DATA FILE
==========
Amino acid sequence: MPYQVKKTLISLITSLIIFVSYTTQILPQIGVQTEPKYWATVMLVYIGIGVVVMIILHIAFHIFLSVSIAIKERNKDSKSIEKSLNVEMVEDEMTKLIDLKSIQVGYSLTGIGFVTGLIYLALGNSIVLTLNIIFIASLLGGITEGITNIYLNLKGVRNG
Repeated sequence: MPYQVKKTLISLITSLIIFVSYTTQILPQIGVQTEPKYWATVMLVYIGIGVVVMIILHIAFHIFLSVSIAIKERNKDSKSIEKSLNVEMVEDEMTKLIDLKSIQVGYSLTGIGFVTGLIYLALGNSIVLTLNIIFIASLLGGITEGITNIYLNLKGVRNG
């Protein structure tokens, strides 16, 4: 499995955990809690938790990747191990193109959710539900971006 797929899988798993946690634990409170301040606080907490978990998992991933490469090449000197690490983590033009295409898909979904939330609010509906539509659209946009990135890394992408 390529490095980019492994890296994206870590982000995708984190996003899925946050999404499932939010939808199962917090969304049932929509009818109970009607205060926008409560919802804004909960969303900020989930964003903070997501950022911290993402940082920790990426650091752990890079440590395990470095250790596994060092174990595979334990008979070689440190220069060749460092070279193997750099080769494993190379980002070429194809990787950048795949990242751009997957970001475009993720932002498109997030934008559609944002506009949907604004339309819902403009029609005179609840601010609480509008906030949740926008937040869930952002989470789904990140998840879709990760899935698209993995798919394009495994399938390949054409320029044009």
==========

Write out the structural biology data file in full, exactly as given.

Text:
Amino acid sequence: MPYQVKKTLISLITSLIIFVSYTTQILPQIGVQTEPKYWATVMLVYIGIGVVVMIILHIAFHIFLSVSIAIKERNKDSKSIEKSLNVEMVEDEMTKLIDLKSIQVGYSLTGIGFVTGLIYLALGNSIVLTLNIIFIASLLGGITEGITNIYLNLKGVRNG
Repeated sequence: MPYQVKKTLISLITSLIIFVSYTTQILPQIGVQTEPKYWATVMLVYIGIGVVVMIILHIAFHIFLSVSIAIKERNKDSKSIEKSLNVEMVEDEMTKLIDLKSIQVGYSLTGIGFVTGLIYLALGNSIVLTLNIIFIASLLGGITEGITNIYLNLKGVRNG
């Protein structure tokens, strides 16, 4: 499995955990809690938790990747191990193109959710539900971006 797929899988798993946690634990409170301040606080907490978990998992991933490469090449000197690490983590033009295409898909979904939330609010509906539509659209946009990135890394992408 390529490095980019492994890296994206870590982000995708984190996003899925946050999404499932939010939808199962917090969304049932929509009818109970009607205060926008409560919802804004909960969303900020989930964003903070997501950022911290993402940082920790990426650091752990890079440590395990470095250790596994060092174990595979334990008979070689440190220069060749460092070279193997750099080769494993190379980002070429194809990787950048795949990242751009997957970001475009993720932002498109997030934008559609944002506009949907604004339309819902403009029609005179609840601010609480509008906030949740926008937040869930952002989470789904990140998840879709990760899935698209993995798919394009495994399938390949054409320029044009």